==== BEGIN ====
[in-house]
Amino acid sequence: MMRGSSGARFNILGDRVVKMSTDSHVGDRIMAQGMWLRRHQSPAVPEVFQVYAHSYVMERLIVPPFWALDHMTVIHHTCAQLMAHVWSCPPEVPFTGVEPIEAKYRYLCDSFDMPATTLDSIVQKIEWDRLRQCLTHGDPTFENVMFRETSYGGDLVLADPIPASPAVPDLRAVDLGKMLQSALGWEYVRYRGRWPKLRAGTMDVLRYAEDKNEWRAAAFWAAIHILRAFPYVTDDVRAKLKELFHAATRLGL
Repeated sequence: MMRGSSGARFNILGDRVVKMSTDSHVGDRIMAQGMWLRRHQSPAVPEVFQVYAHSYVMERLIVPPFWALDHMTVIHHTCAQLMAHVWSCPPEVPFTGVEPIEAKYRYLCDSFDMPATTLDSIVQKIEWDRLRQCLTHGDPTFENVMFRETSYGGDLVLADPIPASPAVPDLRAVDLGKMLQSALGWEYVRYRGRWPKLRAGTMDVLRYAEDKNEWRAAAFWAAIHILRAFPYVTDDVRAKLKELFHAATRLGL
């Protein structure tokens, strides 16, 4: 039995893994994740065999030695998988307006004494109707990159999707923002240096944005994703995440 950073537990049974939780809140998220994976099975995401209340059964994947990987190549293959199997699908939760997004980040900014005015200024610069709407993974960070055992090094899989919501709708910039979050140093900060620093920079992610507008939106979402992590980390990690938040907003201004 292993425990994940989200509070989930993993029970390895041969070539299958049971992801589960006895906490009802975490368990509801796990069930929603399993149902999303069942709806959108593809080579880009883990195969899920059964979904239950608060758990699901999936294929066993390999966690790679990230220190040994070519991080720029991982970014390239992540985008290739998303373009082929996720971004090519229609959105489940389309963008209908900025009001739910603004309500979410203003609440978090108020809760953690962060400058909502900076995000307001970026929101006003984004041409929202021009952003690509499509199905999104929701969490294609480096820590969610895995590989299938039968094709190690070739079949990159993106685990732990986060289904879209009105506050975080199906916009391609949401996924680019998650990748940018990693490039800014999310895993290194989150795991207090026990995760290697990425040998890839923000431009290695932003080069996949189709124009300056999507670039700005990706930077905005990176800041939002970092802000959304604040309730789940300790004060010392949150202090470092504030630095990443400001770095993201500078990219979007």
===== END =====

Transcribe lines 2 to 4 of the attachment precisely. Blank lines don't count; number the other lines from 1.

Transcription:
Amino acid sequence: MMRGSSGARFNILGDRVVKMSTDSHVGDRIMAQGMWLRRHQSPAVPEVFQVYAHSYVMERLIVPPFWALDHMTVIHHTCAQLMAHVWSCPPEVPFTGVEPIEAKYRYLCDSFDMPATTLDSIVQKIEWDRLRQCLTHGDPTFENVMFRETSYGGDLVLADPIPASPAVPDLRAVDLGKMLQSALGWEYVRYRGRWPKLRAGTMDVLRYAEDKNEWRAAAFWAAIHILRAFPYVTDDVRAKLKELFHAATRLGL
Repeated sequence: MMRGSSGARFNILGDRVVKMSTDSHVGDRIMAQGMWLRRHQSPAVPEVFQVYAHSYVMERLIVPPFWALDHMTVIHHTCAQLMAHVWSCPPEVPFTGVEPIEAKYRYLCDSFDMPATTLDSIVQKIEWDRLRQCLTHGDPTFENVMFRETSYGGDLVLADPIPASPAVPDLRAVDLGKMLQSALGWEYVRYRGRWPKLRAGTMDVLRYAEDKNEWRAAAFWAAIHILRAFPYVTDDVRAKLKELFHAATRLGL
């Protein structure tokens, strides 16, 4: 039995893994994740065999030695998988307006004494109707990159999707923002240096944005994703995440 950073537990049974939780809140998220994976099975995401209340059964994947990987190549293959199997699908939760997004980040900014005015200024610069709407993974960070055992090094899989919501709708910039979050140093900060620093920079992610507008939106979402992590980390990690938040907003201004 292993425990994940989200509070989930993993029970390895041969070539299958049971992801589960006895906490009802975490368990509801796990069930929603399993149902999303069942709806959108593809080579880009883990195969899920059964979904239950608060758990699901999936294929066993390999966690790679990230220190040994070519991080720029991982970014390239992540985008290739998303373009082929996720971004090519229609959105489940389309963008209908900025009001739910603004309500979410203003609440978090108020809760953690962060400058909502900076995000307001970026929101006003984004041409929202021009952003690509499509199905999104929701969490294609480096820590969610895995590989299938039968094709190690070739079949990159993106685990732990986060289904879209009105506050975080199906916009391609949401996924680019998650990748940018990693490039800014999310895993290194989150795991207090026990995760290697990425040998890839923000431009290695932003080069996949189709124009300056999507670039700005990706930077905005990176800041939002970092802000959304604040309730789940300790004060010392949150202090470092504030630095990443400001770095993201500078990219979007």